These foods will never expire, even though the expiration date tells you otherwise!

expiration date

For these foods the expiration date is complete nonsense!

How much of our lives do we spend looking at cans, pots and bags of food, wondering: “can I still eat this?” When has a product really expired and when is it still absolutely fine to eat?

There are a couple of food stuffs that can be preserved more or less until the end of time, despite what the expiration date says. So there’s no need to throw them out and go to the store to buy new food. This’ll save you money and you’ll be wasting less food!

  1. Honey: Honey will change colour and crystallise after some time, but it’s still absolutely safe to eat. You can turn the crystallised honey back into liquid again buy putting the (closed) pot of honey in a pan of hot water.
  2. Rice: The expiration date on a packet of rice is complete nonsense. If you keep your rice in a dry and cool place, you’ll still be able to eat it in twenty years time. The same goes for dried noodles and pasta.
  3. Canned vegetables: Once you’ve opened the can, the vegetables will of course spoil after a short time. But as long as you don’t open the can the vegetables will remain edible, even in forty years time!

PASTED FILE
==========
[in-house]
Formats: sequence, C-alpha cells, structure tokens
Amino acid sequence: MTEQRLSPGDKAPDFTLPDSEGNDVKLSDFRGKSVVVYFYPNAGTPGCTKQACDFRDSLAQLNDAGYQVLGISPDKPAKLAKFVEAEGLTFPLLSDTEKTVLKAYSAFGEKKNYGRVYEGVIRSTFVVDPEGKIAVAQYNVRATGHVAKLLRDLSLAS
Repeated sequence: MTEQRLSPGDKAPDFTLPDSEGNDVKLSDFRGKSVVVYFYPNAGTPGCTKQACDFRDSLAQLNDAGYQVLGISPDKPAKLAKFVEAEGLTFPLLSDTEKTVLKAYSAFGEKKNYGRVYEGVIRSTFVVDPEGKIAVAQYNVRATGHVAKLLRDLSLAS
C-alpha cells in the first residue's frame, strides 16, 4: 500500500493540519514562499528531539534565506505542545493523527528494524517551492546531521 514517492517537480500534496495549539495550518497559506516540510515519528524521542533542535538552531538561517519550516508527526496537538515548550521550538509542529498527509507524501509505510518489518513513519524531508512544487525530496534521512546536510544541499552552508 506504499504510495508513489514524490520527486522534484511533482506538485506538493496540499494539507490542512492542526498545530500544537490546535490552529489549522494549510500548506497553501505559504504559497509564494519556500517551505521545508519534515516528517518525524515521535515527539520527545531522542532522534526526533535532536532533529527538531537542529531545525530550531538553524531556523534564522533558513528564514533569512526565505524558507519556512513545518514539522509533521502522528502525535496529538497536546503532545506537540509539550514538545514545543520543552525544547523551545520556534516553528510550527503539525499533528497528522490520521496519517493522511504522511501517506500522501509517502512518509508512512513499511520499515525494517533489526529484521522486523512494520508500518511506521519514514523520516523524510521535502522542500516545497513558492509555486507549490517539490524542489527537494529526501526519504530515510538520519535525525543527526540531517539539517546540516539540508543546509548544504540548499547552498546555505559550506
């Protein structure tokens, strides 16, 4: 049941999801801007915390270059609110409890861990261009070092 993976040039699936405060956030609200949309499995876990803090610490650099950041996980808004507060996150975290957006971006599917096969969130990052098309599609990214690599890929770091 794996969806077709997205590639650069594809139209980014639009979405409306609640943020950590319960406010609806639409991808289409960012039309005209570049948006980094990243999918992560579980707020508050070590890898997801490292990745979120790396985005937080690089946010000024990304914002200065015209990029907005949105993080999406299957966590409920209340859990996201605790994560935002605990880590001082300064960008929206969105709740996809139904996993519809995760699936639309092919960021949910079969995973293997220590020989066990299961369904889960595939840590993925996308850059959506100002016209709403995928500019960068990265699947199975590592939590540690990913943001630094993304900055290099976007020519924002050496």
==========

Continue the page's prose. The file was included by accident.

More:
4. Vinegar: You can use this for life, so don’t hesitate to buy a jumbo bottle.
  5. Cornflour: Nearly everyone has this miracle product in their pantry. Some people use it on a daily basis, but with others it’s gathering dust in a cupboard. That’s no biggie, though, because cornflour will remain unspoiled for so long that even your great-grandchildren will be able to safely use it.
  6. Peanut butter: Don’t hesitate to buy this in bulk when it’s on sale, because you can safely make a peanut butter sandwich two to five years after buying the pot. The oil in the peanut butter is what makes it last.

Of course, you should always trust your own senses when you decide whether or not you should still eat something. Does it smell nasty or look bad? Then it’s probably actually expired, so it’s best not to eat it.

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Source: Libelle | Image used as illustration